"The hiring of the new plant breeder and the commitment to continue the public program were critical to resolving the dispute," Rick Tomlinson, president of the California Strawberry Commission, said in a press release. "Combined with the leadership of Dean Helene Dillard, the strawberry breeding program is positioned to continue releasing exceptional new plant varieties."

Karen Ross, secretary of the California Department of Food & Agriculture, also voiced confidence that the public breeding program will move forward to identify the best plant varieties for California strawberry farmers.

"I am very pleased to see U.C. Davis and the California Strawberry Commission move into a new era of collaboration," Ross said in the press release. "With a talented new plant breeder to lead the program, the commitment of the chancellor and the dean, and an industry advisory committee to provide input on the program's vision, we have all the ingredients for a partnership that will benefit the California strawberry industry and the university for years to come."

Knapp brings a wealth of research experience to the breeder's position. He served on the faculty of Oregon State University in the Department of Crop & Soil Science for 19 years from 1985, and then joined the faculty of the University of Georgia-Athens in the Institute of Plant Breeding Genetics & Genomics for five years.

He comes to U.C. Davis most recently from Monsanto's Vegetable research and development program in Woodland, CA. At Monsanto, he was the global director for two years for breeding of cucurbit crops, including melons, squash and cucumbers and then the global director for vegetable-breeding technology for three years.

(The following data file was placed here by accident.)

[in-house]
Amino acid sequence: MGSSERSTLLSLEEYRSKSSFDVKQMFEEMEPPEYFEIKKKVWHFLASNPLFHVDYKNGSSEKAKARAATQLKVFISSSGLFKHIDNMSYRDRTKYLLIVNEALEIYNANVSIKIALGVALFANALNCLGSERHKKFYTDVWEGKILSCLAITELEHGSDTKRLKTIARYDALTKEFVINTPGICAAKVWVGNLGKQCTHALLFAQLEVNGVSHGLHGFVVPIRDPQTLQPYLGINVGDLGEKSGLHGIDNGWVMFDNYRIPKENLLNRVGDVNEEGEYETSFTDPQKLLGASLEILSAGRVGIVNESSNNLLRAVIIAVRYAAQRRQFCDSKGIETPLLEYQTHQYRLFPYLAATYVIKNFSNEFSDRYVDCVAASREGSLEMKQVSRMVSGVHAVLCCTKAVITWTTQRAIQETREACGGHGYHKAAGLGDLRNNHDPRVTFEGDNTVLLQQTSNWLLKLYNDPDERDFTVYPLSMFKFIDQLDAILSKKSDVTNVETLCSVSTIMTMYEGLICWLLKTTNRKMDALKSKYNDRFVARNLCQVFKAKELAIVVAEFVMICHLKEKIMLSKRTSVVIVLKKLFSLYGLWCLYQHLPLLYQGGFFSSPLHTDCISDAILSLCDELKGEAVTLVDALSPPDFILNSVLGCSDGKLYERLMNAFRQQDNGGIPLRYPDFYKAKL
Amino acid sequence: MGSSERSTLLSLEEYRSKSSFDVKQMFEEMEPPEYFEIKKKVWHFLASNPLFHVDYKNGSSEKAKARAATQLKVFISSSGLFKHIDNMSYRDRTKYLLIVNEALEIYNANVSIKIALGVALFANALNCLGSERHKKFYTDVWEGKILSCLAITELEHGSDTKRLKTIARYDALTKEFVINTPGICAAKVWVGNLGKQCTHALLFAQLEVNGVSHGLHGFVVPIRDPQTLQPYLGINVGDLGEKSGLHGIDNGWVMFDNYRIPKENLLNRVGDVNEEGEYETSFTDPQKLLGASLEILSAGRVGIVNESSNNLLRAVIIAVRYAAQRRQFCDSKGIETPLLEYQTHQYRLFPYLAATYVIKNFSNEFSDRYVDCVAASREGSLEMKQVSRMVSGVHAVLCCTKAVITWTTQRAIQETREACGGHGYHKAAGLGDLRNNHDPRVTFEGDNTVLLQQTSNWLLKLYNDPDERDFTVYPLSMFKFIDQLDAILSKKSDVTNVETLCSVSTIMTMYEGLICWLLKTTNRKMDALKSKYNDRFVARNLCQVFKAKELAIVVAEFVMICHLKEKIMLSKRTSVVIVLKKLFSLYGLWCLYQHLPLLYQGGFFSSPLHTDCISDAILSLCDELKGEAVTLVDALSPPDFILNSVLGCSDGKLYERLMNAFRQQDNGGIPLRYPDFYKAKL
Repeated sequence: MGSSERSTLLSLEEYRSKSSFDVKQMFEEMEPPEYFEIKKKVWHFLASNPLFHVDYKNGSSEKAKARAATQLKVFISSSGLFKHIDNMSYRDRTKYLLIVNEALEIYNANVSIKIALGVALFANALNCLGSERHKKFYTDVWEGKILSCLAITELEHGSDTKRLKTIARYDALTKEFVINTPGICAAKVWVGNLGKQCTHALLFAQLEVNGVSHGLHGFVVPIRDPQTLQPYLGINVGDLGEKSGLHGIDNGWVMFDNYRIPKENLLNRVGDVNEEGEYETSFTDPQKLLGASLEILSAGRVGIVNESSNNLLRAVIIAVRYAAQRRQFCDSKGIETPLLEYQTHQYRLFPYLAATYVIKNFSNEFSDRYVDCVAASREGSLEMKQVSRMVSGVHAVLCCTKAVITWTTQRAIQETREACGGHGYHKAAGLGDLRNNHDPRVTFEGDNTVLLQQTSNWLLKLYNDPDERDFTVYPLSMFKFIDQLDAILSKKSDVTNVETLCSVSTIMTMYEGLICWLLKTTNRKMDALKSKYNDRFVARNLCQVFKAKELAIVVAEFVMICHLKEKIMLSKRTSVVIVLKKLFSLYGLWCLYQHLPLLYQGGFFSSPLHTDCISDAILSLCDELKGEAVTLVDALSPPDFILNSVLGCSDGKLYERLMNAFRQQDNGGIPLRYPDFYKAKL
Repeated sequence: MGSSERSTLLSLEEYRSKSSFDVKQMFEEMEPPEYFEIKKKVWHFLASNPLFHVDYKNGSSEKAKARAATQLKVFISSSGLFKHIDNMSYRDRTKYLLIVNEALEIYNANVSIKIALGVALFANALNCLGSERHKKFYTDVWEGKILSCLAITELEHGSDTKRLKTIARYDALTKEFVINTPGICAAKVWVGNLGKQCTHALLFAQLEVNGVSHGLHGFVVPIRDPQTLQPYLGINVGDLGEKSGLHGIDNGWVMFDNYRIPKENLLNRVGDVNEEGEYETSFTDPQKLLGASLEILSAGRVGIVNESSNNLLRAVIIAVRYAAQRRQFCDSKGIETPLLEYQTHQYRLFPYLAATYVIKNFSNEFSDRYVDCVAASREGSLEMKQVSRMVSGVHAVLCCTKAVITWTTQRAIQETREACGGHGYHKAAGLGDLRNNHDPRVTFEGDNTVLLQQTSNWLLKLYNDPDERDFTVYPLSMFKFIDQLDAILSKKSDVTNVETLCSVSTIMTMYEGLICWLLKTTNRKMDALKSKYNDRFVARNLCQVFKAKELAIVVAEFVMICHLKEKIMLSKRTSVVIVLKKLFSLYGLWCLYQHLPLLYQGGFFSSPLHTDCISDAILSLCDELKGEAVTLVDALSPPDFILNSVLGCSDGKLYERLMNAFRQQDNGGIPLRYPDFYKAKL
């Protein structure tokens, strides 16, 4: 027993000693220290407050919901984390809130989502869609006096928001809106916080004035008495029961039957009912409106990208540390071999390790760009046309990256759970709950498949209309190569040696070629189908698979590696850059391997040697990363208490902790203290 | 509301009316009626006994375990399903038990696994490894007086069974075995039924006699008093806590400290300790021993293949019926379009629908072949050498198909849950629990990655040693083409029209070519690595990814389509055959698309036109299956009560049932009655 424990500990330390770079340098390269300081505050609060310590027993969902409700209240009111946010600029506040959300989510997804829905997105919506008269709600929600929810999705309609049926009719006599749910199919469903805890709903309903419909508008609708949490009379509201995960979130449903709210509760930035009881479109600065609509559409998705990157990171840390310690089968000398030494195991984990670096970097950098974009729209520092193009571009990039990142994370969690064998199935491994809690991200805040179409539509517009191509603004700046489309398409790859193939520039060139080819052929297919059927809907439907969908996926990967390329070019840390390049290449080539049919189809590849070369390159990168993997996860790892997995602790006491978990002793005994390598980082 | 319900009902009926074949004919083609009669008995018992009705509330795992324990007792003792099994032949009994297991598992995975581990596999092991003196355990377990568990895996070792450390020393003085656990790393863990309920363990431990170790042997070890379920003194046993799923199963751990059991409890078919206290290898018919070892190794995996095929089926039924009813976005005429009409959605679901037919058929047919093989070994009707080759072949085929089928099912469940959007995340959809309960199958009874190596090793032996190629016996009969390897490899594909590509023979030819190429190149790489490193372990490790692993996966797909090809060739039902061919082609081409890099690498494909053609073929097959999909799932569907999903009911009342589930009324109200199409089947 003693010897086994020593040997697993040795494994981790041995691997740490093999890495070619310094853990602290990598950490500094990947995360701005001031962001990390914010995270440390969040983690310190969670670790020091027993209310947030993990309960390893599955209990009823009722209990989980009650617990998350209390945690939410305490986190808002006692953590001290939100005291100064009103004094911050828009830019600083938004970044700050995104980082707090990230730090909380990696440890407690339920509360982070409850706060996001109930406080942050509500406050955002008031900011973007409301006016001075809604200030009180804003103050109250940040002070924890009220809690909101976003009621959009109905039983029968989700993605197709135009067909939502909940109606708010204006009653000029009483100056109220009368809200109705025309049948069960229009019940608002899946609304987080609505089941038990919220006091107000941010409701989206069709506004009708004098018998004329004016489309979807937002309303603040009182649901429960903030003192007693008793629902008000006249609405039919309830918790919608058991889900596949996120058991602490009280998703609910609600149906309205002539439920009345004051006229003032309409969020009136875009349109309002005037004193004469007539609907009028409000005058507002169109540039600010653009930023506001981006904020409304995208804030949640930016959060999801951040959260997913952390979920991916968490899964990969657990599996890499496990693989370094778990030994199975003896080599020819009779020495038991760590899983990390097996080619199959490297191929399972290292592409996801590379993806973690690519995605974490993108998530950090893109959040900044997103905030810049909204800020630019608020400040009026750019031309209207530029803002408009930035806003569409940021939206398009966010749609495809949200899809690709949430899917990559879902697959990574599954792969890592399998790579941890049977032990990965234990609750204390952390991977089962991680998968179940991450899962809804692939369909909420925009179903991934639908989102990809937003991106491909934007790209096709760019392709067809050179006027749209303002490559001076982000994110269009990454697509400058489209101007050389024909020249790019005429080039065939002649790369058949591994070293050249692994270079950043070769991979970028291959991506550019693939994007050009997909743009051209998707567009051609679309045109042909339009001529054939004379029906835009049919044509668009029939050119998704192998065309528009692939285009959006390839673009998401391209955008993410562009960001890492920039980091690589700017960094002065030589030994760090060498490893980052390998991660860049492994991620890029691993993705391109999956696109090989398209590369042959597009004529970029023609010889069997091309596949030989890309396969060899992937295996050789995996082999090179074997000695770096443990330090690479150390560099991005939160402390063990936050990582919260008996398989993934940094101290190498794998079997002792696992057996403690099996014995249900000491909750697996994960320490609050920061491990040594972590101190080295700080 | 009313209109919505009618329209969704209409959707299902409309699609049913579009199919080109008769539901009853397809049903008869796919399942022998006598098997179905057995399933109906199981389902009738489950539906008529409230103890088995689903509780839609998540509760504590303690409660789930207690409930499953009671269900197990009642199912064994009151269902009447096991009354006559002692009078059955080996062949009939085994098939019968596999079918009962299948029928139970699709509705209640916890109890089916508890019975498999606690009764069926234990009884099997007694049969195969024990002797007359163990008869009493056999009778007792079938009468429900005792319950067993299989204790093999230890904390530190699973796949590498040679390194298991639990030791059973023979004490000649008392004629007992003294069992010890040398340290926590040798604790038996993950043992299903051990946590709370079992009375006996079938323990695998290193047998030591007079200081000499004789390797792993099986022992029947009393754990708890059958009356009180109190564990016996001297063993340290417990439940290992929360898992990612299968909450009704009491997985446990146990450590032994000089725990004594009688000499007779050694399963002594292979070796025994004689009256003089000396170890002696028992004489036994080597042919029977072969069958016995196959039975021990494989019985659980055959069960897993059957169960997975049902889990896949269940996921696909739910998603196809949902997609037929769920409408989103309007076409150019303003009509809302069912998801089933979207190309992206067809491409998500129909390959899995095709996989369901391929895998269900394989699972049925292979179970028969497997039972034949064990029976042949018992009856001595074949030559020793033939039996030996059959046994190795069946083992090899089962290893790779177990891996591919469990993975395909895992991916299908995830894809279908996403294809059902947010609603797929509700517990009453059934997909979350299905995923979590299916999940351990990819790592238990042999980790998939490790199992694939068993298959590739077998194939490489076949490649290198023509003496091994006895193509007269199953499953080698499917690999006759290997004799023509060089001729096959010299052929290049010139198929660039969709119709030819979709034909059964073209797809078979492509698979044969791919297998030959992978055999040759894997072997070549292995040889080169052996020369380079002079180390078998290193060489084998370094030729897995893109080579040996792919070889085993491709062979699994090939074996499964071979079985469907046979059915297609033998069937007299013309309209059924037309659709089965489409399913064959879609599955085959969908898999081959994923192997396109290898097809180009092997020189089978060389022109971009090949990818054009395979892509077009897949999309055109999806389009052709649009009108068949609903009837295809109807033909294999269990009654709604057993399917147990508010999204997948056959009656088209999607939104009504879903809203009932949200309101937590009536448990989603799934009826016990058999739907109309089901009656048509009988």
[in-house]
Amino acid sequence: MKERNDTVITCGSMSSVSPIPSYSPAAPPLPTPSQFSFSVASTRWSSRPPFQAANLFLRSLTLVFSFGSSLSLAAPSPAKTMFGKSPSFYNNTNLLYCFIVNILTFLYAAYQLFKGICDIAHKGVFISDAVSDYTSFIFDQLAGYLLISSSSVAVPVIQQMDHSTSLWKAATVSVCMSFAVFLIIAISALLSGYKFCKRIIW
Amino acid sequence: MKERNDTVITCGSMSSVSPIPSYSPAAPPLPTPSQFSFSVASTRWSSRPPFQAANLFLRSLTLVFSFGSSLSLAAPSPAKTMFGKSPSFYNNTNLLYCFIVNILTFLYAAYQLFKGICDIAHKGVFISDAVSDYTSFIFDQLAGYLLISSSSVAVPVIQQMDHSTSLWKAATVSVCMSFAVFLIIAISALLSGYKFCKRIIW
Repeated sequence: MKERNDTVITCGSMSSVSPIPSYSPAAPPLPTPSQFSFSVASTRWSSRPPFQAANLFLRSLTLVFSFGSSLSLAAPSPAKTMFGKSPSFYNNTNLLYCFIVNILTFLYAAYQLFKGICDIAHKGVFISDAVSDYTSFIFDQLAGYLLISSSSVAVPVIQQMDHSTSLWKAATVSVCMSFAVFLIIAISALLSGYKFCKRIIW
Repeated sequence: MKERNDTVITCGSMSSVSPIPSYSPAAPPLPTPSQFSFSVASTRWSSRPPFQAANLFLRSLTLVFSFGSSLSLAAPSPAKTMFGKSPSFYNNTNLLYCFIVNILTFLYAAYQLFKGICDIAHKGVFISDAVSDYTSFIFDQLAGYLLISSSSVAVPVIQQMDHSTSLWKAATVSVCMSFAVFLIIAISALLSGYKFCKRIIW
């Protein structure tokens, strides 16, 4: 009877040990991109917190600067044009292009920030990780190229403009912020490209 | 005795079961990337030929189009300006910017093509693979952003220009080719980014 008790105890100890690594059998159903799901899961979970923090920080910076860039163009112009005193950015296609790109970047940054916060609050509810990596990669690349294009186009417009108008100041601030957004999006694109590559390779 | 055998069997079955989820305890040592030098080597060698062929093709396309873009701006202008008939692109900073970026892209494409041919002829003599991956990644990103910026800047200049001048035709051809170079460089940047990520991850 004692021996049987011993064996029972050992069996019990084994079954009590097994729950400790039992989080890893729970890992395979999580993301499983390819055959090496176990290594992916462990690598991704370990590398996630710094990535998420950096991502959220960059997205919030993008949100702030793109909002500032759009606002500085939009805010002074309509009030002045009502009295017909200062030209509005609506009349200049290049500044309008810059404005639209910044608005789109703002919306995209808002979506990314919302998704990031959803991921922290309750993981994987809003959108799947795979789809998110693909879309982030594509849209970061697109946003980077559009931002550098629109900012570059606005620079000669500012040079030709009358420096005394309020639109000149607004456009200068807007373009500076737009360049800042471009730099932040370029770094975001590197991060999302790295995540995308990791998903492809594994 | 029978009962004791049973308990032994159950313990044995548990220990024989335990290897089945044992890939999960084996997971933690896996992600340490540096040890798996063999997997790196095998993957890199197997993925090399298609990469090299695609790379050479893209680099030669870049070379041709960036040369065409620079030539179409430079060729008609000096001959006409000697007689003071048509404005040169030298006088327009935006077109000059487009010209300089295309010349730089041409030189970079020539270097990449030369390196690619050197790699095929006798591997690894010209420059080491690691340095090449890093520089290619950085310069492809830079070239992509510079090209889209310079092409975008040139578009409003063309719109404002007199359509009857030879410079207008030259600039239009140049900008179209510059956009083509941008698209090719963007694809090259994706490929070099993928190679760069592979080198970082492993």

"The strawberry industry and production climates in California are unparalleled," Knapp said. "I look forward to serving as an ambassador for the public breeding program on behalf of the university and state, and working with leaders from industry and academia as well as stakeholders and colleagues throughout California and abroad to tackle scientific challenges in strawberry production, breeding, genetics and genomics."

PMA Tech Talks grapples with technology

CHARLOTTE, NC — About 75 industry professionals from various stops along the supply chain gathered here Feb. 4 for a one-day Tech Talks sponsored by the Produce Marketing Association to embrace change and banish fear of failure, and to learn about emerging technology, as the moderator put it, “that can change the face of the industry.”

“Food production needs to go up 70 percent in the next 10 years, and change is already upon us,” said Cathy Burns, PMA president,PMA-TECH22315-WHITAKER--BURNBob Whitaker, PMA chief science and technology officer, and Cathy Burns, PMA president. introducing a video that showed indoor farming operations in Singapore and Japan, the latter producing 10,000 heads of lettuce a day. In England and Scotland, she said, there are automated fruit and vegetable vending machines. In the United States, she said, has spent seven years testing a system where customers order fresh produce on a mobile system and it is delivered to their door the next day.